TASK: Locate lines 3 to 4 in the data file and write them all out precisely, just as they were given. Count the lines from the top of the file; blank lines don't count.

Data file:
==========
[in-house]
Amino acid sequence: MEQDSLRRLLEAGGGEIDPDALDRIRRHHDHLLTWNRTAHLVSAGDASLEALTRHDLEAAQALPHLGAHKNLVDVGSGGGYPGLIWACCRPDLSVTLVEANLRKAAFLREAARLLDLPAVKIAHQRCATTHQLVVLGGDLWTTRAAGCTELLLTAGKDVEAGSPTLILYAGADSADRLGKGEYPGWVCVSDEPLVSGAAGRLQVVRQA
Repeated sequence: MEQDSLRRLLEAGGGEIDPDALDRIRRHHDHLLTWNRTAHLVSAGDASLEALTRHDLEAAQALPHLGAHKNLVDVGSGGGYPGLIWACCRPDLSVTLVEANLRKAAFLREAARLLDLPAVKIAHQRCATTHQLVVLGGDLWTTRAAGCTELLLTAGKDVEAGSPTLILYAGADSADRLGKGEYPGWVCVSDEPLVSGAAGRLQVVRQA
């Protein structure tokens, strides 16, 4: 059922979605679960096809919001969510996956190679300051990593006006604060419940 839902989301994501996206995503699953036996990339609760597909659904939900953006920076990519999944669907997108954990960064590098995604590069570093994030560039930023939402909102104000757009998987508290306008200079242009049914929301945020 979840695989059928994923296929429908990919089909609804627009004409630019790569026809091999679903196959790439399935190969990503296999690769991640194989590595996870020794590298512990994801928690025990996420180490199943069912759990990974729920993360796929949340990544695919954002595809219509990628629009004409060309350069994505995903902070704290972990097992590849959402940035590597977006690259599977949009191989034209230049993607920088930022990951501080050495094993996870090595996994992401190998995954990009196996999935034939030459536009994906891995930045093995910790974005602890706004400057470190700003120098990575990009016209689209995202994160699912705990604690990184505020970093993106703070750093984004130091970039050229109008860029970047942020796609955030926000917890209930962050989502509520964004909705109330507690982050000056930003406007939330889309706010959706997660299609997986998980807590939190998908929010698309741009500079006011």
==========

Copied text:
Repeated sequence: MEQDSLRRLLEAGGGEIDPDALDRIRRHHDHLLTWNRTAHLVSAGDASLEALTRHDLEAAQALPHLGAHKNLVDVGSGGGYPGLIWACCRPDLSVTLVEANLRKAAFLREAARLLDLPAVKIAHQRCATTHQLVVLGGDLWTTRAAGCTELLLTAGKDVEAGSPTLILYAGADSADRLGKGEYPGWVCVSDEPLVSGAAGRLQVVRQA
């Protein structure tokens, strides 16, 4: 059922979605679960096809919001969510996956190679300051990593006006604060419940 839902989301994501996206995503699953036996990339609760597909659904939900953006920076990519999944669907997108954990960064590098995604590069570093994030560039930023939402909102104000757009998987508290306008200079242009049914929301945020 979840695989059928994923296929429908990919089909609804627009004409630019790569026809091999679903196959790439399935190969990503296999690769991640194989590595996870020794590298512990994801928690025990996420180490199943069912759990990974729920993360796929949340990544695919954002595809219509990628629009004409060309350069994505995903902070704290972990097992590849959402940035590597977006690259599977949009191989034209230049993607920088930022990951501080050495094993996870090595996994992401190998995954990009196996999935034939030459536009994906891995930045093995910790974005602890706004400057470190700003120098990575990009016209689209995202994160699912705990604690990184505020970093993106703070750093984004130091970039050229109008860029970047942020796609955030926000917890209930962050989502509520964004909705109330507690982050000056930003406007939330889309706010959706997660299609997986998980807590939190998908929010698309741009500079006011």